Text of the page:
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Foreword from Feng Ling, MD
By Feng Ling, MD

A late night in March, I finally flew home after a 30-hour trip from Argentina, and found a book entitled Clinical Reflexology of Acupuncture and Moxibustion by Prof. Jin and his colleagues delivered to my door. As I glanced through the first few pages, novel perspectives about acupuncture therapy and the meridian theory immediately caught my attention and I could not put it down until the wee hours of the next morning, almost forgetting my fatigue due to the long trip.

In this book, most theories and principles proposed by the authors are creative and convincing. Especially the viewpoint of realizing the impending leap of acupuncture from art to science through establishment and development of contemporary medical acupuncture is indeed relevant. I could identify with Prof. Jin as I had similar clinical experiences in the past. In early 1970’s, I engaged in numerous studies of clinical acupuncture, especially of the auricular acupuncture, and experienced both its benefits and limitations. Since 1980’s, in my medical practice as a neurosurgeon, acupuncture has also been extensively applied to rehabilitate patients with various cerebrovascular diseases. Currently, in my hospital, like most hospitals in China, acupuncture therapy has become a routine method of treatment in the fields of neurosurgery and neurology. However, we also met those challenges of classical acupuncture mentioned in the book by Prof. Jin. Thus, I believe that those acupuncture techniques with consistent or reproducible effects will definitely benefit patients.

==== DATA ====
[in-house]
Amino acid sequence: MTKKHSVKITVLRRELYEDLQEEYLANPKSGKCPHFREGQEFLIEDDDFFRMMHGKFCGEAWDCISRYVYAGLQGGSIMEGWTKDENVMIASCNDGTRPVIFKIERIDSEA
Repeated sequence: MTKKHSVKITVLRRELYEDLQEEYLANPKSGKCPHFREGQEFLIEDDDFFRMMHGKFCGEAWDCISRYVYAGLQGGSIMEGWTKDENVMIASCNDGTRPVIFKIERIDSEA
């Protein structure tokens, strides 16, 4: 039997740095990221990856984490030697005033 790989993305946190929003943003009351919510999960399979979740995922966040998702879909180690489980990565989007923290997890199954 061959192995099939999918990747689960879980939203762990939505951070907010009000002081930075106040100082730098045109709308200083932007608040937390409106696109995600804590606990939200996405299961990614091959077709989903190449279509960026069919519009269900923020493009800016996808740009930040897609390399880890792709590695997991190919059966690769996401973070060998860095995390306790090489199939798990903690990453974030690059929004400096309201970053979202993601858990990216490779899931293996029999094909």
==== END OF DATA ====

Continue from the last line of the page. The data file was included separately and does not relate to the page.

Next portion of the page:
This summer, it was my pleasure to meet Prof. Jin in person at Milwaukee, USA after attending an international conference in Hawaii. I was not only deeply impressed with his rich expertise in medicine, including acupuncture, but also awed by his expert knowledge in science, education, and methodology of the systems theory or cybernetics. His book Best Methods of Learning published in 1986 was just another example in applying a systems approach in the field of education. Currently, he is dedicating his energy and enthusiasm to the study of integrative medicine, and together, we are exploring potential research collaborations.

In short, this book takes a systems approach to learning yet is comprehensive enough to teach the fundamentals as well as venturing into the advanced concepts of acupuncture. In my opinion, few today’s acupuncture books are like this one that is written in such concise, modern, evidence-based, and scientific language. This book is suitable to all medical professionals, I highly recommend it as an advanced textbook or reference guide to surgeons, physicians, and other medical doctors interested in integrating acupuncture into their clinical practice and research.

Feng Ling, MD
Professor & Director of Institute of Cerebrovascular Diseases
Director of Neurosurgery and Intervention Center at Xuanwu Hospital
Capital University of Medical Sciences, Beijing, China
Honorary Chair, Asia-Australian Society of Interventional Neuroradiology